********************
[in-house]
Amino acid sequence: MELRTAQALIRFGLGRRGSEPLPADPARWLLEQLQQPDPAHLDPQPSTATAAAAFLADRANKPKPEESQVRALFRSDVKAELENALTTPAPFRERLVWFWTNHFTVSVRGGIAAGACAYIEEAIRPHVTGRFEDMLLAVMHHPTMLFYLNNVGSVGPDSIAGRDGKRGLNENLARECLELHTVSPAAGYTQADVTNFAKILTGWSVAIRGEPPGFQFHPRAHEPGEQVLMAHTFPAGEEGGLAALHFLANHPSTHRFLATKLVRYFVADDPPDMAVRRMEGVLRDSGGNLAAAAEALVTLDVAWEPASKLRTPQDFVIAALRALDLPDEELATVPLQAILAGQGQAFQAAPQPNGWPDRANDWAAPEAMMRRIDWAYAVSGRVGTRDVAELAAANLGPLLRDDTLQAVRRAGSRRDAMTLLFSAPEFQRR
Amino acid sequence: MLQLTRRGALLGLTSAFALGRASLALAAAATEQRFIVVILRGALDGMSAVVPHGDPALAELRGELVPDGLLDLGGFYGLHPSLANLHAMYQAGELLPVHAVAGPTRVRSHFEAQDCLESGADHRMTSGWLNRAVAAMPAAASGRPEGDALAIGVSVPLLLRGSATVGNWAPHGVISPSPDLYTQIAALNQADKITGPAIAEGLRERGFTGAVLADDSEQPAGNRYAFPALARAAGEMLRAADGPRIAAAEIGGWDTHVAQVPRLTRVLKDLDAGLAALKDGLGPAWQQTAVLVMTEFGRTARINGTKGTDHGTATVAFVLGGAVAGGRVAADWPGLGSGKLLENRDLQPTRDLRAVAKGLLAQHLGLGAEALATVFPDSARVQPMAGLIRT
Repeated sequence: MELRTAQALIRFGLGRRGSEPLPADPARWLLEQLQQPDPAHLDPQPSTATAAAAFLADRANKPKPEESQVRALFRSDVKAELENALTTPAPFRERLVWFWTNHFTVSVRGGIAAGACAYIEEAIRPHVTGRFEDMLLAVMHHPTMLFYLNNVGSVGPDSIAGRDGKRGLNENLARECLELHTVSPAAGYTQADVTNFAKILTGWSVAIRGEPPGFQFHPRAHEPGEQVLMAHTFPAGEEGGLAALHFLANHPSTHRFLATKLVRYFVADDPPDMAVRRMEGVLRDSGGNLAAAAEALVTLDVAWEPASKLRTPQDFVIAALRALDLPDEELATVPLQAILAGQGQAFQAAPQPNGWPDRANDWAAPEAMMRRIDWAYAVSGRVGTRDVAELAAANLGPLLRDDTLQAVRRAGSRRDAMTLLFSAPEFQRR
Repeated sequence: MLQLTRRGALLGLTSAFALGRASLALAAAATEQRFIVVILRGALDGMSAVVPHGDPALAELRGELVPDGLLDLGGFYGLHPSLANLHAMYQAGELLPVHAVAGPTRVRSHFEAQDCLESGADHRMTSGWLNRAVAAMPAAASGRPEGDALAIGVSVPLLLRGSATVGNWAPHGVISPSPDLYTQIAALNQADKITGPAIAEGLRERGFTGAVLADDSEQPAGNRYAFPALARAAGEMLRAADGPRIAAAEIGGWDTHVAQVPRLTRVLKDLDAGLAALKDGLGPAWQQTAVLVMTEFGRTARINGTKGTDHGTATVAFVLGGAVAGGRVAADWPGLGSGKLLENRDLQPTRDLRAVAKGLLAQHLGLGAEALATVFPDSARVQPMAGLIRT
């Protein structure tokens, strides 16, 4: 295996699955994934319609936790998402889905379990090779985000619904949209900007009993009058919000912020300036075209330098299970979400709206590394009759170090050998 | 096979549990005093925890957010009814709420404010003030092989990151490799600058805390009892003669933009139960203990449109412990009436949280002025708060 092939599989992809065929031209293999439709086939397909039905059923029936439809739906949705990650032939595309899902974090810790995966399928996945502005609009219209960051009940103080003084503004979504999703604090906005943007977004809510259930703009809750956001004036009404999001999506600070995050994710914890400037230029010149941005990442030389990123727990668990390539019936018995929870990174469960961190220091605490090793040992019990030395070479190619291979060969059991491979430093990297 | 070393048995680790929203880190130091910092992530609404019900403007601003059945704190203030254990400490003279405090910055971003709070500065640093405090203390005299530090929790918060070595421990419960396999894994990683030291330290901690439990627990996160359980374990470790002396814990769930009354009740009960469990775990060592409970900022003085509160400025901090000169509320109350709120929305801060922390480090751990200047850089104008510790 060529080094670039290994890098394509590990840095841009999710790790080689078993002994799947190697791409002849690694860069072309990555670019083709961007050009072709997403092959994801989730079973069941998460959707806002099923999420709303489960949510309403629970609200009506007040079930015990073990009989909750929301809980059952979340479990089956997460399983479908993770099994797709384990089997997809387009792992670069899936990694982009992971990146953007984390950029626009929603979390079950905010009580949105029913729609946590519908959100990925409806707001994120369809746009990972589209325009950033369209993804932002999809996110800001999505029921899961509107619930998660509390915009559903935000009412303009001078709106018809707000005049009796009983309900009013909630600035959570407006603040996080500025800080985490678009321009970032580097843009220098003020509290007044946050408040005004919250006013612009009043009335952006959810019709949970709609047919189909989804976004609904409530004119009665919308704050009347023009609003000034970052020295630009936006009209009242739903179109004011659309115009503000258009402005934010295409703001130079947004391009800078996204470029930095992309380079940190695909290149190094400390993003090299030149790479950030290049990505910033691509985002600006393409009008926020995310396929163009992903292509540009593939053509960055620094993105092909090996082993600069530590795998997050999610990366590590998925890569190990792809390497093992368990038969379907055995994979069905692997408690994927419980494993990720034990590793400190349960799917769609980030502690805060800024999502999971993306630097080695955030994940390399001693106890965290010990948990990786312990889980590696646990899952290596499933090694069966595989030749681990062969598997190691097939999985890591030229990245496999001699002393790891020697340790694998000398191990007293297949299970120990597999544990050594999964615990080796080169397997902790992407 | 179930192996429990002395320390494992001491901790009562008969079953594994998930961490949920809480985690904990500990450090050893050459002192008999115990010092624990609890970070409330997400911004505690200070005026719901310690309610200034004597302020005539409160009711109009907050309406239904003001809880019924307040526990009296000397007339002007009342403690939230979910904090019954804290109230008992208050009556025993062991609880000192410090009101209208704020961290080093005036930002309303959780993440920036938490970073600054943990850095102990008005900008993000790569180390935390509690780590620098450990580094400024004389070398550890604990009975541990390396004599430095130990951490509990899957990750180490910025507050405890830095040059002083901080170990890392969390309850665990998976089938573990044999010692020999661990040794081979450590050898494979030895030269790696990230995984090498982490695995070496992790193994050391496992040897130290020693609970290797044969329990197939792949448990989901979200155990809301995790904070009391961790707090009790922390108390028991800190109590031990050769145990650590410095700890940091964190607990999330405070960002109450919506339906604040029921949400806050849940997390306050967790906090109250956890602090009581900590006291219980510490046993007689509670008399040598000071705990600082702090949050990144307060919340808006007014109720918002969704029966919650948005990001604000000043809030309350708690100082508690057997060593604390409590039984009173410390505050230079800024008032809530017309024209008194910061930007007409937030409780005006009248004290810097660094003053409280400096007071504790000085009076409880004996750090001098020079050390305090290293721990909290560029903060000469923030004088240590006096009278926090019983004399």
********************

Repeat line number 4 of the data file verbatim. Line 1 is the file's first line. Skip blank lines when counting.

Repeated sequence: MELRTAQALIRFGLGRRGSEPLPADPARWLLEQLQQPDPAHLDPQPSTATAAAAFLADRANKPKPEESQVRALFRSDVKAELENALTTPAPFRERLVWFWTNHFTVSVRGGIAAGACAYIEEAIRPHVTGRFEDMLLAVMHHPTMLFYLNNVGSVGPDSIAGRDGKRGLNENLARECLELHTVSPAAGYTQADVTNFAKILTGWSVAIRGEPPGFQFHPRAHEPGEQVLMAHTFPAGEEGGLAALHFLANHPSTHRFLATKLVRYFVADDPPDMAVRRMEGVLRDSGGNLAAAAEALVTLDVAWEPASKLRTPQDFVIAALRALDLPDEELATVPLQAILAGQGQAFQAAPQPNGWPDRANDWAAPEAMMRRIDWAYAVSGRVGTRDVAELAAANLGPLLRDDTLQAVRRAGSRRDAMTLLFSAPEFQRR